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Netgear is also planning to release a tri-band version of the Nighthawk AX12 later this year, which will offer a top speed of 10.8Gbps and is designed for networks with more than 50 connected devices, with an anticipated price of around £350 (ex. VAT (or £420 inc. VAT, or $600). The 802.11ax standard won't be finally ratified until later this year, and the Nighthawk AX routers are based on the current 'Draft 3' version of the standard. However, Netgear has informed us that implementing the final standard should only require a relatively straightforward software update.

Getting started

As you'd expect, the new 802.11ax is backwards-compatible with devices that support 802.11ac and older forms of wi-fi, so you can use Netgear's Nighthawk app to set up the router using any existing Android or iOS devices. The app guides you through the initial setup process quickly and easily, although its options for configuring the router and your wi-fi network are fairly limited.


The Basic browser-based management interface for the Nighthawk AX12.

Image: Cliff Joseph/ZDNet

By default, the router creates two separate networks on the 2.4GHz and 5GHz bands, but the app's 'smart connect' option will create a single combined network and automatically connect devices to the fastest band that they support. It also allows you to create guest networks on either band, and to pause or block network access for individual devices. There are some simple diagnostic tools within the app as well, along with a traffic monitor that records data usage for the last two months. 


The Avanced browser-based management interface for the Nighthawk AX12.

Image: Cliff Joseph/ZDNet

Those features will certainly get your new network up and running quickly enough, but if you want more advanced configuration options you'll need to use the router's web browser interface, which is helpfully divided into 'Basic' and 'Advanced' sections for users with different levels of technical knowledge. Additional security features are available in the browser interface, along with remote management controls, and the ability to backup files over the network to a storage device that's attached to the router.


Few client devices, such as smartphones or laptops, currently support 802.11ax, so we tested the Nighthawk AX12 using a number of existing 802.11ac devices in our office. Even so, we still recorded significant improvements in both performance and range for the new Nighthawk network. Devices in the same room as our normal broadband router generally record speeds of around 250Mbps, but when connecting to the Nighthawk AX12 in that room we saw the speed more than double to 690Mbps. That's only slighter faster than a high-end, tri-band 802.11ac router, but still a strong performance given that the Nighthawk AX12 is only a dual-band router working with 802.11ac clients.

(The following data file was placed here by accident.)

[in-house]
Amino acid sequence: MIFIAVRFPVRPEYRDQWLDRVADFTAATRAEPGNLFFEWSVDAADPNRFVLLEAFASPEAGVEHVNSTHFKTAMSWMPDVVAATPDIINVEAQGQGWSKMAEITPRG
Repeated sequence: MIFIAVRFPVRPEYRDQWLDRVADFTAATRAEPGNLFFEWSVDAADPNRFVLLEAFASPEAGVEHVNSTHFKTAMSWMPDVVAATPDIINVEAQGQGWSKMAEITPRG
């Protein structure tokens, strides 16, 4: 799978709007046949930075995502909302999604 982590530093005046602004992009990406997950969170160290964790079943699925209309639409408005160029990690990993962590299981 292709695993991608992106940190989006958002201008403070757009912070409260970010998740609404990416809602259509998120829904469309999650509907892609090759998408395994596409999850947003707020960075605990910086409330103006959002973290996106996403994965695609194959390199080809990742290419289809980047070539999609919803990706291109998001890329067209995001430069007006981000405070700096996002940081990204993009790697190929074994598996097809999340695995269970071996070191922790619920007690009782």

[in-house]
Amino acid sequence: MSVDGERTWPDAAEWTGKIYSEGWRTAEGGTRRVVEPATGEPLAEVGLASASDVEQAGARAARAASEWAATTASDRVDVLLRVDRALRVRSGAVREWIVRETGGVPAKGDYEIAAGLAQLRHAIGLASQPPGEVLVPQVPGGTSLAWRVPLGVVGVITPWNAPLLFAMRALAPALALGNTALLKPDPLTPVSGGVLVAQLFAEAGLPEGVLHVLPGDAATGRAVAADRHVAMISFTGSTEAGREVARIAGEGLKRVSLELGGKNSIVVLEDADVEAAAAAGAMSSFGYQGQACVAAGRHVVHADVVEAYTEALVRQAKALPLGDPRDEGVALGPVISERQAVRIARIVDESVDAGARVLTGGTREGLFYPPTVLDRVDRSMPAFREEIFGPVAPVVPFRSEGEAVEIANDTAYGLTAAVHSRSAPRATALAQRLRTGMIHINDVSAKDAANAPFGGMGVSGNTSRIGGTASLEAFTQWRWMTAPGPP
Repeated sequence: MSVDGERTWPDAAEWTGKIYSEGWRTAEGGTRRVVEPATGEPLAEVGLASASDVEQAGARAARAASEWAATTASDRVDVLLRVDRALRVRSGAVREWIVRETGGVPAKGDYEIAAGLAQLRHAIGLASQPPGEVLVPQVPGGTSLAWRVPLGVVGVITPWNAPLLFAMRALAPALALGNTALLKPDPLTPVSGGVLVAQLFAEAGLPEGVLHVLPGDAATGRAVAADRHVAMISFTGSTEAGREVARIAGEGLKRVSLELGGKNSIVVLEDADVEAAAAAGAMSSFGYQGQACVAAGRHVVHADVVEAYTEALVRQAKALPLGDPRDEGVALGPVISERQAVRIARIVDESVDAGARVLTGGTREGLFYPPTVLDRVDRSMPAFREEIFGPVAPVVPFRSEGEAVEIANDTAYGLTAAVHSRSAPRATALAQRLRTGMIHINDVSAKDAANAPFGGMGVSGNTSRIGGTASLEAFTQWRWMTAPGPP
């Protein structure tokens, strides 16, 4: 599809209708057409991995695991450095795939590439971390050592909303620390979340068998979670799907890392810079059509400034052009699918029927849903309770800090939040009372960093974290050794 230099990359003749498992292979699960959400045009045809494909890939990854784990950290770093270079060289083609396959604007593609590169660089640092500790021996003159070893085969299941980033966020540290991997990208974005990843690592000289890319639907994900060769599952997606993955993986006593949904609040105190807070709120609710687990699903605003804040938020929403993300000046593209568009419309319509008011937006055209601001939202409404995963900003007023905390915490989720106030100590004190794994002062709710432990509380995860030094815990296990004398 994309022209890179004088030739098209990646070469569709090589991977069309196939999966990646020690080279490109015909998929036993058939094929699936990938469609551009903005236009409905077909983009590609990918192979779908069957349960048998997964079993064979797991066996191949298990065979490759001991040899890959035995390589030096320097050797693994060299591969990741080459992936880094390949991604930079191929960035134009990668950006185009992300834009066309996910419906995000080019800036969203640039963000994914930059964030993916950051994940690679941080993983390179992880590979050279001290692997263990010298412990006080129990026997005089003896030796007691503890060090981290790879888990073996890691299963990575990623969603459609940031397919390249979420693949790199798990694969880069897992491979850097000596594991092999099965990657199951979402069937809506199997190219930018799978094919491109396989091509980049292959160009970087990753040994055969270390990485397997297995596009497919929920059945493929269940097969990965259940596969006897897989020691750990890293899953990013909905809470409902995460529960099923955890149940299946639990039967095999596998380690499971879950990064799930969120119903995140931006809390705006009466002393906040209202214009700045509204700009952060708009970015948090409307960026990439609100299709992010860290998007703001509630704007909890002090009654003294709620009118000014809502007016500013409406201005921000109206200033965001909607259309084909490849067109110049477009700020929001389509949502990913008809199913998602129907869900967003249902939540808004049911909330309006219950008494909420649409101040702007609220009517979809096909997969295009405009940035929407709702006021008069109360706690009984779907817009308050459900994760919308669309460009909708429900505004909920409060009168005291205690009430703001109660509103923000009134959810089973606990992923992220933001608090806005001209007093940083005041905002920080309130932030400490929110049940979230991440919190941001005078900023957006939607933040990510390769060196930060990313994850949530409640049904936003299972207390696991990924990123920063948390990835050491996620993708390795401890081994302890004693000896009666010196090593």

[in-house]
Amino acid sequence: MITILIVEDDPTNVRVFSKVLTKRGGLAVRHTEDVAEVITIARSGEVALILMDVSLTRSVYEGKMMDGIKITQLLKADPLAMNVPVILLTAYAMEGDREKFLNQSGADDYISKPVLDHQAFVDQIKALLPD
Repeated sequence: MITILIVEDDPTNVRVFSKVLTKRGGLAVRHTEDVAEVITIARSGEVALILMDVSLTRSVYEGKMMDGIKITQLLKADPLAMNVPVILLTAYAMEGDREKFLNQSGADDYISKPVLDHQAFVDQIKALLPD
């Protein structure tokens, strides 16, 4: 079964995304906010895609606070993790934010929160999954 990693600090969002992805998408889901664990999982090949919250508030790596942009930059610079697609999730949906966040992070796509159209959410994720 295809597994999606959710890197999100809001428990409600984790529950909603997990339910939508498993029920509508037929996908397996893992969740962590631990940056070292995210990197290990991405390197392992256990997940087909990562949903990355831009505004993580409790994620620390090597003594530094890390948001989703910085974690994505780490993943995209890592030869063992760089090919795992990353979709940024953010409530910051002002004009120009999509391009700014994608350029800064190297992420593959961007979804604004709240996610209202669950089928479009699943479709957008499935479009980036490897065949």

The real test, though, was using it to receive a wi-fi signal in our second office, further away at the back of the building. Our normal router tends to drop down to a speed of 180Mbps in that location, yet the AX12 kept going with a genuinely impressive 605Mbps -- far faster than any conventional 802.11ac router we've come across.


It's still early days for 802.11ax, and it's currently only Samsung's latest Galaxy smartphones that support the new standard, so there's certainly no immediate need to rush out and upgrade your office network with a new router.

However, the performance of the Nighthawk AX12 is undeniably impressive, so it's certainly worth considering if you're currently thinking about a network upgrade. And, with more and more smart devices being connected to office and home networks every day, it won't be long before a new 802.11ax router such as this is a must-have upgrade for many business users.


Next-generation 802.11ax wi-fi: Dense, fast, delayed

What is Wi-Fi 6 and why you're going to want it

WiFi firmware bug affects laptops, smartphones, routers, gaming devices

Meet the Wi-Fi 6 routers that support 802.11ax (CNET)

Wi-Fi 6: What you need to know (CNET)

How to fix coffee-shop Wi-Fi